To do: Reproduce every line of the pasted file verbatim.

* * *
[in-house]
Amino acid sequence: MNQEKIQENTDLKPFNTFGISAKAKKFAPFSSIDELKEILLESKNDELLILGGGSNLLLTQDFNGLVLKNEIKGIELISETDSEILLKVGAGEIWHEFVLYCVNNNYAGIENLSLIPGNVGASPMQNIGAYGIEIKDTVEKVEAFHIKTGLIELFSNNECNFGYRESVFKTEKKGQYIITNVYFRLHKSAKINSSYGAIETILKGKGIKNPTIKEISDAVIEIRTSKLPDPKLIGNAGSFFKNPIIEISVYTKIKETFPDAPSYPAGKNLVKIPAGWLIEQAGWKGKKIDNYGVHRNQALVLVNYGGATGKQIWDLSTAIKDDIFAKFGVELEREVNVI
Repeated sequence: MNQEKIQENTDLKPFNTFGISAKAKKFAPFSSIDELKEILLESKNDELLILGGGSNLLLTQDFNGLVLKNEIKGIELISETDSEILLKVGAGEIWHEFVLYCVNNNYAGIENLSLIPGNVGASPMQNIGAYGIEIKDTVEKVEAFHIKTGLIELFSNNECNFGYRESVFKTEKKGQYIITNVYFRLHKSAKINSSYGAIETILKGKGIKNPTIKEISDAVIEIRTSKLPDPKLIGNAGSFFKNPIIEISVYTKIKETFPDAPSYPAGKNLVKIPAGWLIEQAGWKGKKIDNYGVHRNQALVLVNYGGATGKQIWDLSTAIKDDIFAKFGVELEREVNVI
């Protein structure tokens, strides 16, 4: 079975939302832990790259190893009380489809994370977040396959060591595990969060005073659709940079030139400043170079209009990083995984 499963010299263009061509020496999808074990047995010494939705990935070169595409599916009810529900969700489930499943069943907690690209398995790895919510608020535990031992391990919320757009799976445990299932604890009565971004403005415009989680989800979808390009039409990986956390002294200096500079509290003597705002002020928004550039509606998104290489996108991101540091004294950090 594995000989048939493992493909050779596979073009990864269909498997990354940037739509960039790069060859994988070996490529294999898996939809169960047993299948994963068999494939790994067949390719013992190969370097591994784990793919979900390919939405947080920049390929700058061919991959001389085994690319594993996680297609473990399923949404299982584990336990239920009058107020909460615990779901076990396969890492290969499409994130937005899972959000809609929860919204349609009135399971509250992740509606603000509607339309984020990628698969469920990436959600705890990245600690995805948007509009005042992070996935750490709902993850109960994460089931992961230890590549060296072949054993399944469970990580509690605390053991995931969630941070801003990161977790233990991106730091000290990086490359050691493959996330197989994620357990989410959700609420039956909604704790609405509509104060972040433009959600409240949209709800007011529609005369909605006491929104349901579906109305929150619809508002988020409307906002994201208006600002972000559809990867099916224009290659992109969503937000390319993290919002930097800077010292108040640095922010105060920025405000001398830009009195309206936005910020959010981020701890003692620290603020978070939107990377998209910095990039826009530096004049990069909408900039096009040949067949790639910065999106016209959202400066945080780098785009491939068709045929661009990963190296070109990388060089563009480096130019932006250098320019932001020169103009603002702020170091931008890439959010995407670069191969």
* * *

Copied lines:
[in-house]
Amino acid sequence: MNQEKIQENTDLKPFNTFGISAKAKKFAPFSSIDELKEILLESKNDELLILGGGSNLLLTQDFNGLVLKNEIKGIELISETDSEILLKVGAGEIWHEFVLYCVNNNYAGIENLSLIPGNVGASPMQNIGAYGIEIKDTVEKVEAFHIKTGLIELFSNNECNFGYRESVFKTEKKGQYIITNVYFRLHKSAKINSSYGAIETILKGKGIKNPTIKEISDAVIEIRTSKLPDPKLIGNAGSFFKNPIIEISVYTKIKETFPDAPSYPAGKNLVKIPAGWLIEQAGWKGKKIDNYGVHRNQALVLVNYGGATGKQIWDLSTAIKDDIFAKFGVELEREVNVI
Repeated sequence: MNQEKIQENTDLKPFNTFGISAKAKKFAPFSSIDELKEILLESKNDELLILGGGSNLLLTQDFNGLVLKNEIKGIELISETDSEILLKVGAGEIWHEFVLYCVNNNYAGIENLSLIPGNVGASPMQNIGAYGIEIKDTVEKVEAFHIKTGLIELFSNNECNFGYRESVFKTEKKGQYIITNVYFRLHKSAKINSSYGAIETILKGKGIKNPTIKEISDAVIEIRTSKLPDPKLIGNAGSFFKNPIIEISVYTKIKETFPDAPSYPAGKNLVKIPAGWLIEQAGWKGKKIDNYGVHRNQALVLVNYGGATGKQIWDLSTAIKDDIFAKFGVELEREVNVI
């Protein structure tokens, strides 16, 4: 079975939302832990790259190893009380489809994370977040396959060591595990969060005073659709940079030139400043170079209009990083995984 499963010299263009061509020496999808074990047995010494939705990935070169595409599916009810529900969700489930499943069943907690690209398995790895919510608020535990031992391990919320757009799976445990299932604890009565971004403005415009989680989800979808390009039409990986956390002294200096500079509290003597705002002020928004550039509606998104290489996108991101540091004294950090 594995000989048939493992493909050779596979073009990864269909498997990354940037739509960039790069060859994988070996490529294999898996939809169960047993299948994963068999494939790994067949390719013992190969370097591994784990793919979900390919939405947080920049390929700058061919991959001389085994690319594993996680297609473990399923949404299982584990336990239920009058107020909460615990779901076990396969890492290969499409994130937005899972959000809609929860919204349609009135399971509250992740509606603000509607339309984020990628698969469920990436959600705890990245600690995805948007509009005042992070996935750490709902993850109960994460089931992961230890590549060296072949054993399944469970990580509690605390053991995931969630941070801003990161977790233990991106730091000290990086490359050691493959996330197989994620357990989410959700609420039956909604704790609405509509104060972040433009959600409240949209709800007011529609005369909605006491929104349901579906109305929150619809508002988020409307906002994201208006600002972000559809990867099916224009290659992109969503937000390319993290919002930097800077010292108040640095922010105060920025405000001398830009009195309206936005910020959010981020701890003692620290603020978070939107990377998209910095990039826009530096004049990069909408900039096009040949067949790639910065999106016209959202400066945080780098785009491939068709045929661009990963190296070109990388060089563009480096130019932006250098320019932001020169103009603002702020170091931008890439959010995407670069191969």